Tuesday, March 22, 2016


A Book You Should Buy

A few days ago, I suggested pre-ordering my book, Prosecuting Jesus.  Today, I'm going to suggest ordering another upcoming book, Ron Fournier's remarkable memoir of parenting, Love That Boy.

Regular readers of this blog know that Ron and I go way back; when we were 17 we co-edited the school paper and ran near-identical times on the cross-country and track teams.  We took the bus to Iowa City to attend the Iowa Young Writer's Studio, collecting adventures along the way.  We have stayed in touch even as our paths diverged and then converged again, and lately we have even collaborated.  Now, it seems, we are publishing memoirs in the same year.

Though, it might be that his is better. I have read Love That Boy, and was deeply affected by it. It's not a re-telling of Ron's remarkable career as a journalist, but rather focuses on his role as a parent. In particular, it lays out some of the joys and challenges of raising his third child and only son, Tyler, who has Asperger's Syndrome.  I had the pleasure of reading the book a few months ago.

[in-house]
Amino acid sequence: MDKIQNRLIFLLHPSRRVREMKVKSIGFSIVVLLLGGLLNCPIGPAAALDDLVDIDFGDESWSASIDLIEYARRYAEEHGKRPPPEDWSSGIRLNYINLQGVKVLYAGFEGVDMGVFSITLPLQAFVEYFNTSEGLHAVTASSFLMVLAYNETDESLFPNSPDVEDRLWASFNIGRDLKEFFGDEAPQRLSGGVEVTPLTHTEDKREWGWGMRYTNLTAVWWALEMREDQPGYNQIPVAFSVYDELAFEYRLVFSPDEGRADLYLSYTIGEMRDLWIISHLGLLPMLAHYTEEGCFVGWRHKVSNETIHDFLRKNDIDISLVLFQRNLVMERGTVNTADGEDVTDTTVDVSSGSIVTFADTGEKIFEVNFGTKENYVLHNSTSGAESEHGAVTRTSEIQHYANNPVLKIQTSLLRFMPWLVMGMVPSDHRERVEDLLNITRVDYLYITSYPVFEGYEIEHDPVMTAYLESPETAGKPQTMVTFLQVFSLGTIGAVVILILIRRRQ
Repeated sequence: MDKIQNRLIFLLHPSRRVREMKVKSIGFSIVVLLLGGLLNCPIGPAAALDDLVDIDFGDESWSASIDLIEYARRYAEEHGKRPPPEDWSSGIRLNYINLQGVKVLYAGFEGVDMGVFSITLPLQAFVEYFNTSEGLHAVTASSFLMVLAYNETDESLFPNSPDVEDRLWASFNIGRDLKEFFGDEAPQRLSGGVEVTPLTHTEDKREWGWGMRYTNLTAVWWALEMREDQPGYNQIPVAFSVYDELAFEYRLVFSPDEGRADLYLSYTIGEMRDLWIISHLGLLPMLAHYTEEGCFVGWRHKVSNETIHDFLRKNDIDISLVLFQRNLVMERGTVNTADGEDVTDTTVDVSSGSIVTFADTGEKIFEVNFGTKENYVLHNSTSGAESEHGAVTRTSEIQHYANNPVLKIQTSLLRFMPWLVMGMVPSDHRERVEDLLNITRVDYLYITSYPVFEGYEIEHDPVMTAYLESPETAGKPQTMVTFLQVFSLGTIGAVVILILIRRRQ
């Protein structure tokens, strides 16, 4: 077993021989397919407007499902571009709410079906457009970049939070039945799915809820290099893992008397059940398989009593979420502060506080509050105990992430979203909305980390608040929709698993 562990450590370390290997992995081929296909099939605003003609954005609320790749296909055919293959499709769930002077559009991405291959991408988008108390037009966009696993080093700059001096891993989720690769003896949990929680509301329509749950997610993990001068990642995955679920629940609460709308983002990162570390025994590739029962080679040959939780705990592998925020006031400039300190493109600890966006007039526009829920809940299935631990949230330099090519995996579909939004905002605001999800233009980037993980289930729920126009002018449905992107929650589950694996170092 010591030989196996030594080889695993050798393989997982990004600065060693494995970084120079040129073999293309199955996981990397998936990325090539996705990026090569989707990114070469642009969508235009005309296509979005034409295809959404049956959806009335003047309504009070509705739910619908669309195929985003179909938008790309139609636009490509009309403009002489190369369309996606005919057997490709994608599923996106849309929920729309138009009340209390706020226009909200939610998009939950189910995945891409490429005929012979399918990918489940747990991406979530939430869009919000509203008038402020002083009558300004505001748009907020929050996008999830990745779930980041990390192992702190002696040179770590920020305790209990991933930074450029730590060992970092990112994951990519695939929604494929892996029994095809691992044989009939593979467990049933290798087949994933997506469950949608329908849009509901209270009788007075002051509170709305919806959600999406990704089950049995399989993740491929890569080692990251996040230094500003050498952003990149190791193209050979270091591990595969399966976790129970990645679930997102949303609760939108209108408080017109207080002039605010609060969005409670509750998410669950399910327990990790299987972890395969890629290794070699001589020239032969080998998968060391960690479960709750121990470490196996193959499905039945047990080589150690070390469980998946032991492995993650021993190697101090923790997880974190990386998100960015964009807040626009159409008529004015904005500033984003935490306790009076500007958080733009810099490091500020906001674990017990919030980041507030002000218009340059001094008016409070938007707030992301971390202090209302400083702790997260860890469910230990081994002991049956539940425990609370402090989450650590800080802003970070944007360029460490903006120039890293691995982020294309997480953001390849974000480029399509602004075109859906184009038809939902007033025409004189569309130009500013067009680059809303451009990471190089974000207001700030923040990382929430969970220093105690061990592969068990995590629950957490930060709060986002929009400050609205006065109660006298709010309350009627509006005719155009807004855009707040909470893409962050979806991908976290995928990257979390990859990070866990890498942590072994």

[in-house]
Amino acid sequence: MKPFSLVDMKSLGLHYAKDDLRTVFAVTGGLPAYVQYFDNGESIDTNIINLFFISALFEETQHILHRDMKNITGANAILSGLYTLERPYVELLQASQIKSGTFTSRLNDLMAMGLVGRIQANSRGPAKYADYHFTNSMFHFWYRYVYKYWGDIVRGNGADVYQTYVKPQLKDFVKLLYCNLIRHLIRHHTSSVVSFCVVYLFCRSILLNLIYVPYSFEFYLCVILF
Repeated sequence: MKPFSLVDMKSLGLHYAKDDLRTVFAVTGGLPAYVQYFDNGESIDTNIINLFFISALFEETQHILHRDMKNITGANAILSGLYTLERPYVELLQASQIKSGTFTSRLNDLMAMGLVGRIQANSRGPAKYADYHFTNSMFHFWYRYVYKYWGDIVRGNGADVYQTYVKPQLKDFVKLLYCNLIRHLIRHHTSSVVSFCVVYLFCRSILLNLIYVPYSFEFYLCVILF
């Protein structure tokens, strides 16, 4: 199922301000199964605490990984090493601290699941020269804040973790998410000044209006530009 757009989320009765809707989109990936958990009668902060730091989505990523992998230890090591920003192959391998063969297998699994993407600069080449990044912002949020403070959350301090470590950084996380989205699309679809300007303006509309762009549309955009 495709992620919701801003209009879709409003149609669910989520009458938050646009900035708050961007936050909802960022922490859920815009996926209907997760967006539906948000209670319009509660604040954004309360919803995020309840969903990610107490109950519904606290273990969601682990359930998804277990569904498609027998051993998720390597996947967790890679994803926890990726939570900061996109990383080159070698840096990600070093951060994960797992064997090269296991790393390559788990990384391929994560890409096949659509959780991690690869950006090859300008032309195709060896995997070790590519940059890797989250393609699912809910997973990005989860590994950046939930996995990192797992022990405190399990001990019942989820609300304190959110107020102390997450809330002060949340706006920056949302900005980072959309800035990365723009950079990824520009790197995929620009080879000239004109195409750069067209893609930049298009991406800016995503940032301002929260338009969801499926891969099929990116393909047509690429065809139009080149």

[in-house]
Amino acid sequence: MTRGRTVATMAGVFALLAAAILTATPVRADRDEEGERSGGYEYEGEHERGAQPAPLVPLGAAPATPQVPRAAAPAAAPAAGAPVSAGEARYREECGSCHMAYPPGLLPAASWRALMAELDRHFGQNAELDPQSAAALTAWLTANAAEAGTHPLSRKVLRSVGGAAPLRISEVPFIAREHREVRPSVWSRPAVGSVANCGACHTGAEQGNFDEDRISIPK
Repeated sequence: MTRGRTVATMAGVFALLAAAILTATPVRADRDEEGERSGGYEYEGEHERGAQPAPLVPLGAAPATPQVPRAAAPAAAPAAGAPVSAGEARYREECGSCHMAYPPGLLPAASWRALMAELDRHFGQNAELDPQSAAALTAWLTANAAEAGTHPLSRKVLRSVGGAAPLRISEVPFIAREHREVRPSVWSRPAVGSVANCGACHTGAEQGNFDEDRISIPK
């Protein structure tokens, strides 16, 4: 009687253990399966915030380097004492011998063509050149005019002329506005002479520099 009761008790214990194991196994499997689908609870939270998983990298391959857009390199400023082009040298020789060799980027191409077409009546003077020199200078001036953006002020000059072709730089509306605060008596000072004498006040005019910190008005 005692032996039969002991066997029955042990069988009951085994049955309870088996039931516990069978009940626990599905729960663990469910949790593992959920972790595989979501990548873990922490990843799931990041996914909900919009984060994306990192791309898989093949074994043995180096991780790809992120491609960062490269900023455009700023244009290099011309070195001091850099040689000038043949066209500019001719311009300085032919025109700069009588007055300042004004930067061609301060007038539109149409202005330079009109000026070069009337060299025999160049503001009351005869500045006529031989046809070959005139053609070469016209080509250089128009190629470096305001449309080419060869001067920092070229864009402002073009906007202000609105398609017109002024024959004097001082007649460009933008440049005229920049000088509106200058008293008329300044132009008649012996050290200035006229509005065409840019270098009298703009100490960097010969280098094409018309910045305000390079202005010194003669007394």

Too often, these stories turn into a celebration of the virtue of the parent and a lament for the troubles he or she faced. There is none of that here, as those who know Ron's writing would well know. He is a rare commentator in that he admits his own mistakes and frailties up front, yet is fearless in confronting the powerful.  The same spirit animates this more personal story arc, in that he describes his stumbles and errors as part of a richer tale that he knows is grander than himself. Bill Clinton and George W. Bush are characters in the book-- important ones-- but not as important as Tyler or the towering figure of Ron's father, a Detroit cop who made sense in a time and place (Detroit in the 1970's) that often lacked those figures. I knew Ron's dad, and he made a strong impression on me: when I thought of a police officer, I thought of him, and when I went into law enforcement it was in my mind that I was going to be working in league with people like Mr. Fournier. Sometimes, that was true.

Ron Fournier could sit around and tell war stories about famous people for days, if he was that kind of person. He's not, though, and it is the human scale of this very human story that makes it important and real and moving. It's not about a famous guy and the people he met. It's about a kid with some issues and a dad with some issues, and that's pretty much the deal with us all when the truth is laid bare.

So, go ahead and buy it.

I did not have a chance to comment yesterday. Several years ago I read the article that Ron’s books is based on and I was much moved. A very candid, loving, poignant father-son story … one of the articles you copy and forward to good friends. I trust his book is the same, if not better.
It is, Craig!
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